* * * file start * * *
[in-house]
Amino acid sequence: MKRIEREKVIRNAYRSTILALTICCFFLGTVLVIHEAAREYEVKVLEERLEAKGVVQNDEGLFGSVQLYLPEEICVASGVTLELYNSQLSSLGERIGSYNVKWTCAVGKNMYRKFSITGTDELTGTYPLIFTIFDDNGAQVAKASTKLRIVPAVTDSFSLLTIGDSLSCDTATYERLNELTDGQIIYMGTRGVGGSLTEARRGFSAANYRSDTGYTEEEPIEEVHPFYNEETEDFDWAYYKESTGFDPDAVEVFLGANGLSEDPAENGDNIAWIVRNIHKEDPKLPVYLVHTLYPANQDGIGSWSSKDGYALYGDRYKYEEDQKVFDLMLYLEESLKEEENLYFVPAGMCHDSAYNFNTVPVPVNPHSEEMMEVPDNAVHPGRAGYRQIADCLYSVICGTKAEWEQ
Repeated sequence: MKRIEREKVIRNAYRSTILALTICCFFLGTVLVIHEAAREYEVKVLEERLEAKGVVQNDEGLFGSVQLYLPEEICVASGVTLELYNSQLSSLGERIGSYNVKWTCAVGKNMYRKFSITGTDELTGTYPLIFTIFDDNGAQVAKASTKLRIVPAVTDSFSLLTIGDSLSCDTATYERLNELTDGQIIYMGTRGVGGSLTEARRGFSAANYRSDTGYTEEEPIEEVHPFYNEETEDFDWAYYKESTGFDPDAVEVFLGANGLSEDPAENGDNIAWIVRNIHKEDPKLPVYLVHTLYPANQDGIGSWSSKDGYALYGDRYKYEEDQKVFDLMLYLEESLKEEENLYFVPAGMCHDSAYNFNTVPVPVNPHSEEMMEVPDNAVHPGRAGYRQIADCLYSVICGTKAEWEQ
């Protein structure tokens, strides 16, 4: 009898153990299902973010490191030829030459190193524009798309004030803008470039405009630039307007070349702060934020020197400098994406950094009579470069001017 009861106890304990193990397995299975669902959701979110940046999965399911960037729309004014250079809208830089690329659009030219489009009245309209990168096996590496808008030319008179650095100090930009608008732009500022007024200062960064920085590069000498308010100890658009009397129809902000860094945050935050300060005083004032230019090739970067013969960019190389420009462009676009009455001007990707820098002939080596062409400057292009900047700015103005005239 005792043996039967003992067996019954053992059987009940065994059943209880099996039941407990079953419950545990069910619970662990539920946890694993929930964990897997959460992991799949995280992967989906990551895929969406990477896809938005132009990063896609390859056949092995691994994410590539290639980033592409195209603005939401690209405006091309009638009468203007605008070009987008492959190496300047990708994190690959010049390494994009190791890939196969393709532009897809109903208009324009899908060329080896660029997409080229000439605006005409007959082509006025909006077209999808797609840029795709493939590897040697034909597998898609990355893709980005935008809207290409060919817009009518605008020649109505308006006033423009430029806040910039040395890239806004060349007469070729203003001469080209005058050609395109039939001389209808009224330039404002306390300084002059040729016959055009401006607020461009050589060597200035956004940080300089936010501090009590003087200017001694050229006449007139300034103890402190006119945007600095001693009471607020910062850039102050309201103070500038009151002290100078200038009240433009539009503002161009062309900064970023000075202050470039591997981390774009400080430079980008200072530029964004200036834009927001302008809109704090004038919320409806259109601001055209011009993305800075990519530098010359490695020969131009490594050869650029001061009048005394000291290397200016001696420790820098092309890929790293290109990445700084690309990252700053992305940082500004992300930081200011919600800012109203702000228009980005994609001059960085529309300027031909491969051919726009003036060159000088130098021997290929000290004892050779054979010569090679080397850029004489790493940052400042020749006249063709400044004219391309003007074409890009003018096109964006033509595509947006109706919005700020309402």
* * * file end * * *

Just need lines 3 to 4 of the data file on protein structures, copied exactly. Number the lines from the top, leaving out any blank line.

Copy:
Repeated sequence: MKRIEREKVIRNAYRSTILALTICCFFLGTVLVIHEAAREYEVKVLEERLEAKGVVQNDEGLFGSVQLYLPEEICVASGVTLELYNSQLSSLGERIGSYNVKWTCAVGKNMYRKFSITGTDELTGTYPLIFTIFDDNGAQVAKASTKLRIVPAVTDSFSLLTIGDSLSCDTATYERLNELTDGQIIYMGTRGVGGSLTEARRGFSAANYRSDTGYTEEEPIEEVHPFYNEETEDFDWAYYKESTGFDPDAVEVFLGANGLSEDPAENGDNIAWIVRNIHKEDPKLPVYLVHTLYPANQDGIGSWSSKDGYALYGDRYKYEEDQKVFDLMLYLEESLKEEENLYFVPAGMCHDSAYNFNTVPVPVNPHSEEMMEVPDNAVHPGRAGYRQIADCLYSVICGTKAEWEQ
């Protein structure tokens, strides 16, 4: 009898153990299902973010490191030829030459190193524009798309004030803008470039405009630039307007070349702060934020020197400098994406950094009579470069001017 009861106890304990193990397995299975669902959701979110940046999965399911960037729309004014250079809208830089690329659009030219489009009245309209990168096996590496808008030319008179650095100090930009608008732009500022007024200062960064920085590069000498308010100890658009009397129809902000860094945050935050300060005083004032230019090739970067013969960019190389420009462009676009009455001007990707820098002939080596062409400057292009900047700015103005005239 005792043996039967003992067996019954053992059987009940065994059943209880099996039941407990079953419950545990069910619970662990539920946890694993929930964990897997959460992991799949995280992967989906990551895929969406990477896809938005132009990063896609390859056949092995691994994410590539290639980033592409195209603005939401690209405006091309009638009468203007605008070009987008492959190496300047990708994190690959010049390494994009190791890939196969393709532009897809109903208009324009899908060329080896660029997409080229000439605006005409007959082509006025909006077209999808797609840029795709493939590897040697034909597998898609990355893709980005935008809207290409060919817009009518605008020649109505308006006033423009430029806040910039040395890239806004060349007469070729203003001469080209005058050609395109039939001389209808009224330039404002306390300084002059040729016959055009401006607020461009050589060597200035956004940080300089936010501090009590003087200017001694050229006449007139300034103890402190006119945007600095001693009471607020910062850039102050309201103070500038009151002290100078200038009240433009539009503002161009062309900064970023000075202050470039591997981390774009400080430079980008200072530029964004200036834009927001302008809109704090004038919320409806259109601001055209011009993305800075990519530098010359490695020969131009490594050869650029001061009048005394000291290397200016001696420790820098092309890929790293290109990445700084690309990252700053992305940082500004992300930081200011919600800012109203702000228009980005994609001059960085529309300027031909491969051919726009003036060159000088130098021997290929000290004892050779054979010569090679080397850029004489790493940052400042020749006249063709400044004219391309003007074409890009003018096109964006033509595509947006109706919005700020309402």